New York — Clint Eastwood is not a modest actor. He gallops into ``Pale Rider'' as a young girl prays for a miracle to save her threatened community. His character is a godsend -- a preacher and a fighter, lending moral strength to the good folks while winning every battle with the bad guys. Men gaze in wonder, women fall battily in love, and the camera worships him.
We're meant to worship him, too. The hero of ``Pale Rider'' isn't just a man, he's a symbol of strength. Eastwood plays his perfection with calm authority and -- as director of the film -- shapes each battle as a stark confrontation of good and evil. We always know who'll win.
The story takes place in a small mining camp, where would-be millionaires pan for gold, dreaming of a stable community and a decent life for their families. Their enemy is a decadent capitalist who ``rapes the land'' with a type of strip mining and harasses his peaceful competitors with fear and violence. The heroic Man With No Name shows up just in time to vanquish the magnate and his hired guns.
This sounds like familiar stuff, and it is. ``Pale Rider'' is a classical western in every sense. This makes it something of an avant-garde event, since westerns are supposed to have died about a dozen years ago. They've tried a comeback once or twice, as with the superflop ``Heaven's Gate,'' but with no success. For some time now, the conventions of the genre have been taken over by ``Star Wars'' science fiction and ``Indiana Jones'' fantasy, which serve the same function of playing white hats against black hats in a nonrealistic setting.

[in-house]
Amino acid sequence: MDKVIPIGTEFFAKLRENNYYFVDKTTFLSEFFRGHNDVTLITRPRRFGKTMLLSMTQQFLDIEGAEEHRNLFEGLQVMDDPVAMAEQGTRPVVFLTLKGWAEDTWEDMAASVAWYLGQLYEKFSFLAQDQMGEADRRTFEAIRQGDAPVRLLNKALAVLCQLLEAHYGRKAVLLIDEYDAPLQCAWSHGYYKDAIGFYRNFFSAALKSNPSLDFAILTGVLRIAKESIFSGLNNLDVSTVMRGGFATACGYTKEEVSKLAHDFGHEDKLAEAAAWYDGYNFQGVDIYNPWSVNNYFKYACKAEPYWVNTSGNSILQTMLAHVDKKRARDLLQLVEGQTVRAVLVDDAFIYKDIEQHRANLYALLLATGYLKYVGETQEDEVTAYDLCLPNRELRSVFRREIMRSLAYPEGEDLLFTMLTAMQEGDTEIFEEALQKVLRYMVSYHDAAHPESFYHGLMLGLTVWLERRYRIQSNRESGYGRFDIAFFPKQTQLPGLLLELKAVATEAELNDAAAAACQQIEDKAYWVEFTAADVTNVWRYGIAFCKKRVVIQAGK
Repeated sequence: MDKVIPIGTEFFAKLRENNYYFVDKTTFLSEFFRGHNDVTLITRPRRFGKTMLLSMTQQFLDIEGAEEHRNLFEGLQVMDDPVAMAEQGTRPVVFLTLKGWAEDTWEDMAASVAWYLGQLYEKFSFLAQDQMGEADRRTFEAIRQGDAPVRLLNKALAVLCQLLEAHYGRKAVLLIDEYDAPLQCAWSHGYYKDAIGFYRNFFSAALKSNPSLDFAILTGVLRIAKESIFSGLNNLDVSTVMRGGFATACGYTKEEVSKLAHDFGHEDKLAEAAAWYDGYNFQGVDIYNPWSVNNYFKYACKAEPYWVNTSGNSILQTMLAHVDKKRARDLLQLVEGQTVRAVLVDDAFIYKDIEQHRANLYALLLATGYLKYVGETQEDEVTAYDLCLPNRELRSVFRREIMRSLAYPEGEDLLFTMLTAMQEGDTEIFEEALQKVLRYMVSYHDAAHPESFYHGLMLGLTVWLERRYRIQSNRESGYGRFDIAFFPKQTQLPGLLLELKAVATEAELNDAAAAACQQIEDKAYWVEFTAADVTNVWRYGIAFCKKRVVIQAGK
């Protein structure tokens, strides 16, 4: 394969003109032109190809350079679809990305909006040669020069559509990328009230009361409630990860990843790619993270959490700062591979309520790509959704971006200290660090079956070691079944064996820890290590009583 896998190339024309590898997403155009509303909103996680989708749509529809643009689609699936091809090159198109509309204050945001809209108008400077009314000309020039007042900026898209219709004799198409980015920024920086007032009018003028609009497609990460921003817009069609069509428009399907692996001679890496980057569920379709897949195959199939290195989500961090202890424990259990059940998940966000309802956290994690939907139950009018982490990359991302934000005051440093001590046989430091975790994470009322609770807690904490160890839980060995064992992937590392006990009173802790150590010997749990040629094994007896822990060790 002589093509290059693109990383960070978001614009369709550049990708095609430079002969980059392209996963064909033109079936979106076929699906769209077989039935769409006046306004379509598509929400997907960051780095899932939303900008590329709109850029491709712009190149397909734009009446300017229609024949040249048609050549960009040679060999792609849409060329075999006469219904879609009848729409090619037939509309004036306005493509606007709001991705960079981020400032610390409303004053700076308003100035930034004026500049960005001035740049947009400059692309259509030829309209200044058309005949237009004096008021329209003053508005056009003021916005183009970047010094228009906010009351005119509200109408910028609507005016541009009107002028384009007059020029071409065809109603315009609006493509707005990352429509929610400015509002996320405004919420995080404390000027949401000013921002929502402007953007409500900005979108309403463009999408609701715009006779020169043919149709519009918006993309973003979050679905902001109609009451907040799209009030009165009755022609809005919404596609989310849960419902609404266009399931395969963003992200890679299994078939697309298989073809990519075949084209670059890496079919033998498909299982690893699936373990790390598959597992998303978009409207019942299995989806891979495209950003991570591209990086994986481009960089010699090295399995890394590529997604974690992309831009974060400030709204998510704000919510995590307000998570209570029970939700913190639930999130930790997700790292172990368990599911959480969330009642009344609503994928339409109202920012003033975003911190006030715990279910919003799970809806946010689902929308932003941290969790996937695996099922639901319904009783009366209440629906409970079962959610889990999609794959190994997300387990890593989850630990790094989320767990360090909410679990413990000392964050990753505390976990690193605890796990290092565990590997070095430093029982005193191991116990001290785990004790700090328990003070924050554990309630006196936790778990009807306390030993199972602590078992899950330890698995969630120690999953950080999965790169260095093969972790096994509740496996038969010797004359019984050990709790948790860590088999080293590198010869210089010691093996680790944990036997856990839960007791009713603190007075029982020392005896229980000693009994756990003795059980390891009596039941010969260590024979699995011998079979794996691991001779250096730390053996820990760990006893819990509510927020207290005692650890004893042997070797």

Eastwood has always been a classicist, though, and if anyone can revive the western, he's the person for the job. He has never shown much patience with the shades of gray that crept into oaters during the 1950s and ate away the archetypes of the genre. ``Pale Rider'' doesn't just employ the ritualized action and moral certainties of the old-fashioned horse opera -- it celebrates them in scene after scene.
If it turns into a hit, as I think it will, ``Pale Rider'' will tell a good deal about today's moviegoing mentality. Like some other recent films, it represents a return to ``traditional values'' in both good and bad ways. Its clear definitions of virtue and evil are refreshing; it cares about community; and it minces no words about the importance of spiritual strength: The villain fears the hero's preaching more than his guns, and admits that his wicked designs will fail if the victims arm themselves with faith instead of weapons.
Like many an action picture, though, ``Pale Rider'' forgets its own sermon when the climax rolls around. The preacher takes off his collar and straps on his six-shooters, resolving the story in an explosion of shooting and killing. Good triumphs over bad, but the means are disappointingly primitive. For all the talk we've heard, might means right after all. It's like watching Rambo in the Old West.
The acting in ``Pale Rider'' is first rate, beginning with Eastwood's patented performance in the leading role. As the leader of the good miners, Michael Moriarty is vulnerable but not wimpy. Carrie Snodgress and Sydney Penny are strong as the women in his life, and Richard Dysart has the right fiendish touch as the blackhearted businessman.